The area that I’m really excited about is the ability to answer faster using AI tools.

Rick Cheatham: Makes a lot of sense to me. You know, before I even got into this world at all, I just was like, it’s all but cruel for us to give these people new skills but not show them where in life they’re required or how to use them. I’m curious about how, from your perspective, community fits in. Aspects of how they really help people to learn and change.

Andrew Burns: It comes back to this paradox. Every high-performing team, outside of the business world — you think about a sports team, you think about military acquire a symphony — they spend 99% of their time practicing, and only 1% actually performing. It’s completely the opposite for us in the business world: we spend our time in the flow of work, kind of learning as we go. But how do we create these intentional opportunities to practice? We so often throw people into the deep end, whether it’s teams or individual leaders, without giving them an opportunity to get feedback.

So, there’s no shortage of how experiences can be created. We need to create the experience that disrupts a mindset that they may have facing a situation, whether you’re using a simulated experience or other mechanisms. Helping disrupt creates this rush of like, “Oh, I didn’t think about it this way; I’m willing to try something else.” And then, when you supplement that with the content that’s contextual, [along with] rich communities that can sustain and create accountability, that’s the recipe for an incredible growth in both the maturity of an organization, maturity of a learning culture, and skills for the future.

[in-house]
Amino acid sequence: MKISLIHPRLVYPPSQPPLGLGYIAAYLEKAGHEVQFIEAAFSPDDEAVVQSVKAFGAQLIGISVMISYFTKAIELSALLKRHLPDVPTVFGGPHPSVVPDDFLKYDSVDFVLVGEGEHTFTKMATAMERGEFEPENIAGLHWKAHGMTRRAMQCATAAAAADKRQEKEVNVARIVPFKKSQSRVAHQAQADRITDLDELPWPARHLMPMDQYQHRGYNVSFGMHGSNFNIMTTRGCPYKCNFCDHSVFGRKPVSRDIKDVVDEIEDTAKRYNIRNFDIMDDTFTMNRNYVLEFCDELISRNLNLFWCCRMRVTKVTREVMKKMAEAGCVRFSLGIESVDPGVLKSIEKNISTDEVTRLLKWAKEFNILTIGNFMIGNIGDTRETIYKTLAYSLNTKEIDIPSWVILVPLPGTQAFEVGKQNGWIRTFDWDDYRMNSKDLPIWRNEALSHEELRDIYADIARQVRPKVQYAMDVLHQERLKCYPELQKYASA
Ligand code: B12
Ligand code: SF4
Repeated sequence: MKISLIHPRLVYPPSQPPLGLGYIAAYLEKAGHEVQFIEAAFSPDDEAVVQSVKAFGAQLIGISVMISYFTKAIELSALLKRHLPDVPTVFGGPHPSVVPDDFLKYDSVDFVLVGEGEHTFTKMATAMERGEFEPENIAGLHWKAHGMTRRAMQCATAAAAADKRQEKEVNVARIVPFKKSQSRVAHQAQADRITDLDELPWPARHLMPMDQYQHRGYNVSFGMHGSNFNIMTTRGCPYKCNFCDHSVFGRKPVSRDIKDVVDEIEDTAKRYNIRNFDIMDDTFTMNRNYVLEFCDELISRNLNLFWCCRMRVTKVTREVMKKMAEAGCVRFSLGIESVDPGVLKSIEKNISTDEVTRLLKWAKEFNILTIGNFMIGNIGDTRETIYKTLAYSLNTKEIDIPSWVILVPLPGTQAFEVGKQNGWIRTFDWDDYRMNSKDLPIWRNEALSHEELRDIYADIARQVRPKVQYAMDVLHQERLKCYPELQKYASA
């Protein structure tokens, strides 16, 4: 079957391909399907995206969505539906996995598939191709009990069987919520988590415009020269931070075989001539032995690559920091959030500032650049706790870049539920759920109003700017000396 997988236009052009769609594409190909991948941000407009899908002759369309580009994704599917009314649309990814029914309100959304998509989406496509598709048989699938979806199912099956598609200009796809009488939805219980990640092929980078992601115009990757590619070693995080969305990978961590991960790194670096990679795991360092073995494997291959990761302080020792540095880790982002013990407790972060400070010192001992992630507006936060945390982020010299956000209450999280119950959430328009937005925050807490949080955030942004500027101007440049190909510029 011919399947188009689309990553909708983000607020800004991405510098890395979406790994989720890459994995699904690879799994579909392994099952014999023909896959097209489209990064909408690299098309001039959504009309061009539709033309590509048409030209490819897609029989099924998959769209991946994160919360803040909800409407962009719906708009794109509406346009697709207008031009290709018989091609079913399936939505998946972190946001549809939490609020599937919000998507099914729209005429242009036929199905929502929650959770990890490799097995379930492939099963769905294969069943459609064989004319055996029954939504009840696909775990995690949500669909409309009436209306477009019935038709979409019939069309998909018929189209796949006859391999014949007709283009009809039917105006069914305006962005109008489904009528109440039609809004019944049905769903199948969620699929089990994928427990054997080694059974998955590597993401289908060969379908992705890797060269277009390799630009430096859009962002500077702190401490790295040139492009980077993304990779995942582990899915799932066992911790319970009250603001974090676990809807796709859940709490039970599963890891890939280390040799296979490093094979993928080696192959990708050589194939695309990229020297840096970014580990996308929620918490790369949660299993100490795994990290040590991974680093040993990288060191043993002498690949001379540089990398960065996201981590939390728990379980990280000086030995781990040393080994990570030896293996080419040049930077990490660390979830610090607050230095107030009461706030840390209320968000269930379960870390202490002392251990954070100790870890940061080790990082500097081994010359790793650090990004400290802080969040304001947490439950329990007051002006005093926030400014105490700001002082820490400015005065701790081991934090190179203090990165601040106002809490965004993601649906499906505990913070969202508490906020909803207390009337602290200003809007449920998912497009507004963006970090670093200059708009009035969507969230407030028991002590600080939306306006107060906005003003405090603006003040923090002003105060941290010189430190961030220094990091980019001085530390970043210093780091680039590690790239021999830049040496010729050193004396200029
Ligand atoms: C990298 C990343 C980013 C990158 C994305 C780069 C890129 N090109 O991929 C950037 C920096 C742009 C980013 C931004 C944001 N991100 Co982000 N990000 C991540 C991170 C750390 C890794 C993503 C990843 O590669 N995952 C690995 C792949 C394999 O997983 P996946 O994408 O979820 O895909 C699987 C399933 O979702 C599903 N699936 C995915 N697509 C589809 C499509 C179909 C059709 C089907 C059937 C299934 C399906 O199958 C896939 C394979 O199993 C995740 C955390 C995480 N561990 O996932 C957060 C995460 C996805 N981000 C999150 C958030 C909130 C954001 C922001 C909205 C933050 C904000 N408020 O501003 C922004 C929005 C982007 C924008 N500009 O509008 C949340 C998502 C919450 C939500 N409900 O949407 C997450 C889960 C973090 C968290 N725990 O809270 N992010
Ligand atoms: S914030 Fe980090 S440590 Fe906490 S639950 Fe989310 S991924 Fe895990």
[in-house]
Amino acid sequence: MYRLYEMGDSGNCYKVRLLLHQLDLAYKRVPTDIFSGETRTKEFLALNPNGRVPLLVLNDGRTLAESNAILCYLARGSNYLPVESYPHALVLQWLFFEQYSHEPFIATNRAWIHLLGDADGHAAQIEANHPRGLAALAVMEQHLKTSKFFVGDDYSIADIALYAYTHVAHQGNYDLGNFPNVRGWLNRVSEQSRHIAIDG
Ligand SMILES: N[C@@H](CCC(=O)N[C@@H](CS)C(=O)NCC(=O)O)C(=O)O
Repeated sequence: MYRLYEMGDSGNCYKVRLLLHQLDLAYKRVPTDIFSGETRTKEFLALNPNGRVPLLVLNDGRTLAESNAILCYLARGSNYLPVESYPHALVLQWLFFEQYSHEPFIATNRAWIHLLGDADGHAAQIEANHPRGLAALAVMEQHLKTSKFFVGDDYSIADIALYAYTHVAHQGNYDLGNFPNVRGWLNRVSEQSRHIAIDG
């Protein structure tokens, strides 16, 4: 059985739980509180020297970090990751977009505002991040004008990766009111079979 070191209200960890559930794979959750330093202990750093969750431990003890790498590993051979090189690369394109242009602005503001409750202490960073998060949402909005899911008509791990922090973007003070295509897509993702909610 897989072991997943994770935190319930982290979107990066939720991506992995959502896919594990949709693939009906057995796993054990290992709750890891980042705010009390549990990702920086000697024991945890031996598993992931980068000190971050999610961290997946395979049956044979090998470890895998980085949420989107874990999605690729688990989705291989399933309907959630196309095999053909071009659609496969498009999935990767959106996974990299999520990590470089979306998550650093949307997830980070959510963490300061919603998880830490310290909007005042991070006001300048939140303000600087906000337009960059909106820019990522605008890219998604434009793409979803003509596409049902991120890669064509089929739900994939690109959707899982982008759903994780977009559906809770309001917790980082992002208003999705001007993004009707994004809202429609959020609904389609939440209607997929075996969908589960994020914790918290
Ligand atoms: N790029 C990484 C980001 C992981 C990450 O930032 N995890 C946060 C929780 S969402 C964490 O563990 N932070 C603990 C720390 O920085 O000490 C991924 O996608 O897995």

Rick Cheatham: That whole concept feels like — careful practice and preparation allows people to shine, versus trying to figure out how to do things for the first time when the challenge arises.

Practicing for performance

Andrew Burns: What is the moment where you need to really show up differently? And how can we help people understand what great looks like in that moment, help them practice that, help them get feedback on that? What we’re trying to create is this awareness of, like, “I’m encountering a situation that’s going to be critical for me to get right. I can think back to the experience I had when I practiced it; I can reach out to that community to get additional guidance; and there should be contextual content that I can capture through AI, or through a recommendation engine, that [will] allow me to reinforce [the learning].”

Rick Cheatham: All of this to me feels like… One of those things that is both familiar and logical. How we pull it together, I think, is where the magic potentially happens.

Three obstructors

Andrew Burns: There’s three things that I keep on seeing that get in the way of learning organizations.

The first thing is programmatic thinking. By the nature of how we’re structured, we are looking to break down and prioritize work and assign resources to that. It’s much easier to do that to linear programs that are episodic and predictable. [However], the more programmatic that we become, and the less agile we are as a learning organization, the more frustrated the individual leaders will become and therefore look elsewhere to access the skills that they need.